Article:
February 10, 2022
New requirement to begin disclosing unclaimed property compliance on 2021 California business tax returns could increase enforcement
Effective January 1, 2022, California business tax filers must disclose their compliance with the state's unclaimed property reporting requirements on their 2021 California business tax returns.1 Additionally, the California Franchise Tax Board (FTB) may share information from business tax returns with the California State Controller's Office (Controller). This information includes whether a taxpayer previously filed an unclaimed property report and, if so, the date the most recent report was filed and the amount that was remitted to the state.
Specifically, the questions on the 2021 FTB Form 100, "California Corporation Franchise or Income Tax Return," 2021 FTB Form 565, "Partnership Return of Income," and likely on the 2021 FTB Form 568, "Limited Liability Company Return of Income" (which is not yet available), are:
Under the law, the Controller can only disclose unclaimed property information from business tax returns to (1) locate the unclaimed property's owner, or (2) determine compliance with the state's unclaimed property reporting requirements.
In a 2019 report, California's Legislative Analyst's Office (LAO) estimated the state's unclaimed property compliance rate to be extremely low (approximately 2% of all California businesses). The LAO attributed this very low rate of compliance to a lack of awareness of the reporting and remission requirements under California's unclaimed property laws and willful non-compliance due to the high rate of interest (12%) imposed on past-due unclaimed property reported.
The LAO recommended two options to increase compliance with California's unclaimed property laws:
While California adopted the LAO's first recommendation, a bill to establish a VCP for noncompliant holders has not yet been successful. Some form of a VCP, however, is likely to be considered during this year's legislative session.
The new disclosure requirements and authorized information sharing between the FTB and Controller creates a direct link between a California business tax filer and its unclaimed property compliance reporting obligations. This process has not been enacted in any other state. The new law enhances the ability of California's unclaimed property law administrators to identify taxpayers that have not complied with the state's unclaimed property reporting laws either because they did not file an unclaimed property report or they underreported their unclaimed property. Consequently, enforcement of unclaimed property reporting and audit activity could increase. The increased identification of holders that have not reported unclaimed property could also spur the state to establish a VCP to encourage even greater compliance.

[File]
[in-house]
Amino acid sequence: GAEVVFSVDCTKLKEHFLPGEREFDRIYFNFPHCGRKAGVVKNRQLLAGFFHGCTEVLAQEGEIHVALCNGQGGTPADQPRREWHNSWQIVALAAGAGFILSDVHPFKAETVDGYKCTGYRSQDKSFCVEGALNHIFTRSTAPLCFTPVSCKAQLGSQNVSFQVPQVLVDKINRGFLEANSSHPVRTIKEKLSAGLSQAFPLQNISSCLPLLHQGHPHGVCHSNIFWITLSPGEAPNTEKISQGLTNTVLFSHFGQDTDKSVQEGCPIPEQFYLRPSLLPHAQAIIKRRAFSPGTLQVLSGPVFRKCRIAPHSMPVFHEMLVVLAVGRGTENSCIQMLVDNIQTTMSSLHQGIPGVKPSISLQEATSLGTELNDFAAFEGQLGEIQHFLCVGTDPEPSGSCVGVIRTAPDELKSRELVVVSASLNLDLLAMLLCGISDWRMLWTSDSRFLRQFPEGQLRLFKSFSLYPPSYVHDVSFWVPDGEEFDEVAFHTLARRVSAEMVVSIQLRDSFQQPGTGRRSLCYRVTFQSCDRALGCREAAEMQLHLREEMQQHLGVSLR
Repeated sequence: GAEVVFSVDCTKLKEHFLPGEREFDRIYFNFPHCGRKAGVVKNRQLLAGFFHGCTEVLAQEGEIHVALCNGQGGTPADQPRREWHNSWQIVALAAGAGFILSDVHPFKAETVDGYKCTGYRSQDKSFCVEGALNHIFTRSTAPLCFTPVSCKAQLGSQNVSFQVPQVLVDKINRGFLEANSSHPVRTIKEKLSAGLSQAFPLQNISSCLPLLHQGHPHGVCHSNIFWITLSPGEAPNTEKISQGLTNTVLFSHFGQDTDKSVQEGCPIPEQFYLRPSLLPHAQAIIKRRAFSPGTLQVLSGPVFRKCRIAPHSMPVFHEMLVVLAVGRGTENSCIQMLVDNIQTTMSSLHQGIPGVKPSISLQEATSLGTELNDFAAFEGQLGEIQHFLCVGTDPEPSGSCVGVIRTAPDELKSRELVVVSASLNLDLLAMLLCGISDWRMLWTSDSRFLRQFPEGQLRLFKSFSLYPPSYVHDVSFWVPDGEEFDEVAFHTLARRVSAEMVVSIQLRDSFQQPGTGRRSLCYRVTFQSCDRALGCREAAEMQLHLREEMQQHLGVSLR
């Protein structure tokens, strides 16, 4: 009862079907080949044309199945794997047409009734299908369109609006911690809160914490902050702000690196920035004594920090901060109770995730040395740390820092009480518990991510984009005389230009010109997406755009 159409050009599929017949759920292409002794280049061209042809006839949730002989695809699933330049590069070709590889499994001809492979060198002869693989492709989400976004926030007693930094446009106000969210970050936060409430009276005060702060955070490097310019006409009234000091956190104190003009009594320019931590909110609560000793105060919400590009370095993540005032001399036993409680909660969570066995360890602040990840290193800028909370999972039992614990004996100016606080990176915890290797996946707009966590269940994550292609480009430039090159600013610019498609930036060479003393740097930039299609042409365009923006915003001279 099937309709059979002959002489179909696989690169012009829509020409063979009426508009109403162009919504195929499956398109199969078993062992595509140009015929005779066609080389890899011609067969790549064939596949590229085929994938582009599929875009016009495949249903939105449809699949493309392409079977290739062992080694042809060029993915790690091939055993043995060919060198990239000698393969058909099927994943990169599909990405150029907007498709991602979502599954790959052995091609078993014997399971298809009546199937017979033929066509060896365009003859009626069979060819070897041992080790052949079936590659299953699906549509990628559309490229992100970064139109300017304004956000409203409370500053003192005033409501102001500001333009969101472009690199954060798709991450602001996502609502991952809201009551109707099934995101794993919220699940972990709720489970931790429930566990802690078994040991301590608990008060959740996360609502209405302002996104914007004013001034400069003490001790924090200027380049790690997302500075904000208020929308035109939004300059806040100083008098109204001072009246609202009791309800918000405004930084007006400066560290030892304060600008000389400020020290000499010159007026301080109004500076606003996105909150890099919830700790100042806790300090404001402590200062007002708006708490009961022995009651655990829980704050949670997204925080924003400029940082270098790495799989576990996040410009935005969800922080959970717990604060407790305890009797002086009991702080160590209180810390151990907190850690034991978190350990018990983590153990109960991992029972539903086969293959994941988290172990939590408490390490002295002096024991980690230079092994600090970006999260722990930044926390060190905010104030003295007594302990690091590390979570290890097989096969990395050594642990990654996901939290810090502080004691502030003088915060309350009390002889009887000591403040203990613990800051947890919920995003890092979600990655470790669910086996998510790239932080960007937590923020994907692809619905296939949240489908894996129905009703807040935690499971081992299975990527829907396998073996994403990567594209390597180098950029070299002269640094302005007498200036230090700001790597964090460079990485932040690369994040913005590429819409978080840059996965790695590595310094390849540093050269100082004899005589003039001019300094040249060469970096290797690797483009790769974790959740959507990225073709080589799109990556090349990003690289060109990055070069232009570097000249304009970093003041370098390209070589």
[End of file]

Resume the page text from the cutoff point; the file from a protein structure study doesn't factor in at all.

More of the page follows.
Although California does not currently require the filing of a Nil Report (i.e., a zero return) when a holder does not have any unclaimed property to report, the state unclaimed property authorities nevertheless recommend filing a Form USF-1 when there is no unclaimed property due.2 Filers that do so will have evidence they complied with California unclaimed property laws.
1 Cal. Laws 2021, ch. 92 (2021 AB 466), enacted July 16, 2021.
2 See Cal. St. Controller, Unclaimed Property Division, "Other Report Types" (Oct. 2020). "A Nil Report indicates the business has no property to report to California or has reunited all property reported on the Notice Report to its rightful owner. Businesses that do not have reportable unclaimed property are not required to submit a Nil Report unless they have received a written request from SCO to report. However, businesses that reunite all properties reported on their Notice Report are still expected to submit a Nil Report. SCO recommends that holders file a Universal Holder Face Sheet (UFS-1) every year, regardless of whether they have unclaimed property to report."